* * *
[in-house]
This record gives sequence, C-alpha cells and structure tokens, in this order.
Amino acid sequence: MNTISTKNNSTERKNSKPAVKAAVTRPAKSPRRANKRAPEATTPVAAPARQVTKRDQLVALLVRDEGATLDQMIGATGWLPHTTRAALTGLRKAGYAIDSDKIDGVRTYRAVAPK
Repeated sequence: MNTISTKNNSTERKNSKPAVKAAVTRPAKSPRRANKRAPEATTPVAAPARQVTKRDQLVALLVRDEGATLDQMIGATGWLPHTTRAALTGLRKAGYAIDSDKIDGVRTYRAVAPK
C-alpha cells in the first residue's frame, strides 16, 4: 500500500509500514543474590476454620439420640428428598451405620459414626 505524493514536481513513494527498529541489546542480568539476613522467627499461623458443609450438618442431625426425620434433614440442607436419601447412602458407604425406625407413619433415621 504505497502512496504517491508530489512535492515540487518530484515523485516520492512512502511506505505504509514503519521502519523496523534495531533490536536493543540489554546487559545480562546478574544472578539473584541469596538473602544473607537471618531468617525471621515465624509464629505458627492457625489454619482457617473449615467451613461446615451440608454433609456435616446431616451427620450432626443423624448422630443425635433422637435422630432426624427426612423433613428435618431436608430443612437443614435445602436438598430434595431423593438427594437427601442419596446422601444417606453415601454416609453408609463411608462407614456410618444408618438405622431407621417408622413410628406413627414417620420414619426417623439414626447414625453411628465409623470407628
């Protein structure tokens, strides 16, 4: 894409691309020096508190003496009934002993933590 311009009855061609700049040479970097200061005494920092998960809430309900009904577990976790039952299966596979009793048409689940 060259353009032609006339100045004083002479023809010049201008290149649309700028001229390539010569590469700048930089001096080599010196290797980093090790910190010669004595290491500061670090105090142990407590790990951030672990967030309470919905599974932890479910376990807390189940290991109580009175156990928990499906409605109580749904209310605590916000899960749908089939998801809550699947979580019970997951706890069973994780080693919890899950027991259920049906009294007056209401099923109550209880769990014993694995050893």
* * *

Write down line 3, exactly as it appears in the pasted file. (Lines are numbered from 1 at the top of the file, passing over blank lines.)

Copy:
Amino acid sequence: MNTISTKNNSTERKNSKPAVKAAVTRPAKSPRRANKRAPEATTPVAAPARQVTKRDQLVALLVRDEGATLDQMIGATGWLPHTTRAALTGLRKAGYAIDSDKIDGVRTYRAVAPK